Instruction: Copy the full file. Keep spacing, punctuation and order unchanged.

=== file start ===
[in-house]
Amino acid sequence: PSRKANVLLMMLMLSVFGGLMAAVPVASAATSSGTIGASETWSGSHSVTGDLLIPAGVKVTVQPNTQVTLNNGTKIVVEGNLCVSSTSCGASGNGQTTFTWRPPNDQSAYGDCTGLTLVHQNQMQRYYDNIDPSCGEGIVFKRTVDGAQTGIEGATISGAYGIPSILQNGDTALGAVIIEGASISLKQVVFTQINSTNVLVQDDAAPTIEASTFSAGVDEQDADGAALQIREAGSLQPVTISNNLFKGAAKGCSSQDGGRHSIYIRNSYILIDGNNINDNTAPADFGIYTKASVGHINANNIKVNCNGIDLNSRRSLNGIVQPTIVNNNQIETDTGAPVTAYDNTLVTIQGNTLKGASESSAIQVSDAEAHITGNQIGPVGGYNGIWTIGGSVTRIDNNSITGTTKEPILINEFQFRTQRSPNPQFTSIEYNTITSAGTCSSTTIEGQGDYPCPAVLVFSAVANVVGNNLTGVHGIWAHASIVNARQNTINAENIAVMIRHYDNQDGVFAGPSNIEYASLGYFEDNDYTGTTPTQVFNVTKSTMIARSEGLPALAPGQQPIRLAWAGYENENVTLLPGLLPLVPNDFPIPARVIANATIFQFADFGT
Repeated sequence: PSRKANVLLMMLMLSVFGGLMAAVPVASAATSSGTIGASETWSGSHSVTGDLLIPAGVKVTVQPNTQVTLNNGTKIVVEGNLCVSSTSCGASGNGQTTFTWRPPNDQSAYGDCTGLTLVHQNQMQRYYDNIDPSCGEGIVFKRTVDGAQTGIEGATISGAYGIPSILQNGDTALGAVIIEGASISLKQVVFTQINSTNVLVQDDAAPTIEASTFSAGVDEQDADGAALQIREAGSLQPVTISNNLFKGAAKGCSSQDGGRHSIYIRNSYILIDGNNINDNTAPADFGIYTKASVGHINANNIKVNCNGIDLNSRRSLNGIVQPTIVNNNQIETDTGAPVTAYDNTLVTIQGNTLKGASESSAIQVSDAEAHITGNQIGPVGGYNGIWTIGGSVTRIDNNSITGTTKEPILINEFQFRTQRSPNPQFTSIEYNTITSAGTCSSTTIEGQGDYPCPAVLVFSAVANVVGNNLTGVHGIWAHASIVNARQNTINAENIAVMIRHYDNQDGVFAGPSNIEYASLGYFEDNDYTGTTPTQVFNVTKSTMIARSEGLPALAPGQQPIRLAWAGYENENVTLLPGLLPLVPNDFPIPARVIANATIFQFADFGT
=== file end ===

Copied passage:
[in-house]
Amino acid sequence: PSRKANVLLMMLMLSVFGGLMAAVPVASAATSSGTIGASETWSGSHSVTGDLLIPAGVKVTVQPNTQVTLNNGTKIVVEGNLCVSSTSCGASGNGQTTFTWRPPNDQSAYGDCTGLTLVHQNQMQRYYDNIDPSCGEGIVFKRTVDGAQTGIEGATISGAYGIPSILQNGDTALGAVIIEGASISLKQVVFTQINSTNVLVQDDAAPTIEASTFSAGVDEQDADGAALQIREAGSLQPVTISNNLFKGAAKGCSSQDGGRHSIYIRNSYILIDGNNINDNTAPADFGIYTKASVGHINANNIKVNCNGIDLNSRRSLNGIVQPTIVNNNQIETDTGAPVTAYDNTLVTIQGNTLKGASESSAIQVSDAEAHITGNQIGPVGGYNGIWTIGGSVTRIDNNSITGTTKEPILINEFQFRTQRSPNPQFTSIEYNTITSAGTCSSTTIEGQGDYPCPAVLVFSAVANVVGNNLTGVHGIWAHASIVNARQNTINAENIAVMIRHYDNQDGVFAGPSNIEYASLGYFEDNDYTGTTPTQVFNVTKSTMIARSEGLPALAPGQQPIRLAWAGYENENVTLLPGLLPLVPNDFPIPARVIANATIFQFADFGT
Repeated sequence: PSRKANVLLMMLMLSVFGGLMAAVPVASAATSSGTIGASETWSGSHSVTGDLLIPAGVKVTVQPNTQVTLNNGTKIVVEGNLCVSSTSCGASGNGQTTFTWRPPNDQSAYGDCTGLTLVHQNQMQRYYDNIDPSCGEGIVFKRTVDGAQTGIEGATISGAYGIPSILQNGDTALGAVIIEGASISLKQVVFTQINSTNVLVQDDAAPTIEASTFSAGVDEQDADGAALQIREAGSLQPVTISNNLFKGAAKGCSSQDGGRHSIYIRNSYILIDGNNINDNTAPADFGIYTKASVGHINANNIKVNCNGIDLNSRRSLNGIVQPTIVNNNQIETDTGAPVTAYDNTLVTIQGNTLKGASESSAIQVSDAEAHITGNQIGPVGGYNGIWTIGGSVTRIDNNSITGTTKEPILINEFQFRTQRSPNPQFTSIEYNTITSAGTCSSTTIEGQGDYPCPAVLVFSAVANVVGNNLTGVHGIWAHASIVNARQNTINAENIAVMIRHYDNQDGVFAGPSNIEYASLGYFEDNDYTGTTPTQVFNVTKSTMIARSEGLPALAPGQQPIRLAWAGYENENVTLLPGLLPLVPNDFPIPARVIANATIFQFADFGT